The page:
“I don’t accept the status quo. I do accept Visa, MasterCard or American Express.” Stephen Colbert
“Status quo, you know, is Latin for ‘the mess we’re in.'” Ronald Reagan
There is a lot that can interfere with a willingness to learn new things.
Andrea May has identified ten cognitive biases and we have considered the first eight: Confirmation, Anchoring, Curse of Knowledge, the Dunning-Kruger effect, Functional Fixedness, Mere Exposure Effect, Not Invented Here, and Reactance in previous Tips.
Now we’ll look at the last two cognitive biases and discuss how we can counter their effect through our training design and delivery. The titles and descriptions of the biases are Ms. May’s. The commentary is mine.
- Status Quo bias: The tendency to want things to stay relatively the same as they have always been.
Change may be constant, but it can still be very distressing to many participants. If you are teaching about a change in procedure, employees who have used the current procedure for years are likely to object for several reasons.
First, they are comfortable with how things have been done. Second, they may fear that they will not be able to master the new procedure. Third, they may get defensive, feeling that the procedural change indicates that their previous performance has been sub par.
To enable employees to get past the feeling that “if it ain’t broke, don’t fix it,” you can have them brainstorm the pros and cons of the current procedure. This will hopefully help them to discover for themselves the need for the change.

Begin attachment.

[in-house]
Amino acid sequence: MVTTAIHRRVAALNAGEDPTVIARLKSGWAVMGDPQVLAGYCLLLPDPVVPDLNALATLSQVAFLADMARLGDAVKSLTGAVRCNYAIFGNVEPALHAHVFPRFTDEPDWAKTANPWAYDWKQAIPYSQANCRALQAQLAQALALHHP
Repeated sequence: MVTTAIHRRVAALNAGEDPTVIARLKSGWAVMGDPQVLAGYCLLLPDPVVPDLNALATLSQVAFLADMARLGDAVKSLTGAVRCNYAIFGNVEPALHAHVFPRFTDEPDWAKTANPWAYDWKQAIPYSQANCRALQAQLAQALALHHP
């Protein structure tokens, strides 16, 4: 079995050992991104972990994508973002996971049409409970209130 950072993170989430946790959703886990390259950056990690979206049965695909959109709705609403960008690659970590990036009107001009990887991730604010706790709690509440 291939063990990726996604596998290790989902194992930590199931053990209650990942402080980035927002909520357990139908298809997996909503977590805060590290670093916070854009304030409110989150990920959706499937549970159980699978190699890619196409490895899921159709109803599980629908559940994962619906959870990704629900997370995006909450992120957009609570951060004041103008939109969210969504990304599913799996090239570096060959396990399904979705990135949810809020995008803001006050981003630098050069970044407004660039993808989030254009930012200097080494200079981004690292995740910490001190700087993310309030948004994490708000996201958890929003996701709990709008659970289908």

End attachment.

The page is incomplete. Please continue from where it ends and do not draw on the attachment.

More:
Then show the employees what control they may have over the change. For example, they may be able to have input regarding when and/or how to implement the change so that it is as nonthreatening as possible.
- System Justification bias: The tendency to try to actively maintain the status quo.
When a company decides to use a more effective training strategy by moving their trainers from lecture and PowerPoint to a more interactive and participatory approach, some of the trainers may dig their heels in. As with the status quo bias, they are comfortable with giving lectures. They are also afraid of losing control over the class as well as losing their “expert lecturer” role.
They may object to table top kinesthetic “toys” (Koosh balls, pipe cleaners, glitter wands, bendables, etc.), asking if they are going back to kindergarten.
They may resist self-discovery learning activities (such as small group discussions, case studies, questionnaires, gallery walks, etc.) because they believe that the participants know too little, so the activities are a waste of time.
The fact that they will need to develop group facilitation and classroom management skills may give them pause. In brief, some of the trainers will not like it, may rail against it and may actively choose to ignore what they are being taught in a train the trainer class- at the beginning of the program.
However, these resistant lecturers may start to change their tune when they discover that participatory learning activities will enable them to get immediate feedback regarding the effectiveness of their training programs.
They will find that participating in these activities is both educational and enjoyable. They will start to laugh and enjoy themselves, fiddling with the table top toys and squeezing the Koosh balls.
As they hear about adult learning principles and the cognitive research into how the brain works, and as they design participatory activities and practice facilitating them, they will gradually become convinced as to its merit.
And any trainers who resist to the end and give a lecture when everyone else has facilitated an interactive learning activity will have to answer to their peers.
If you have recognized and addressed these biases, it would be wonderful to know what you did.
May your learning be sweet.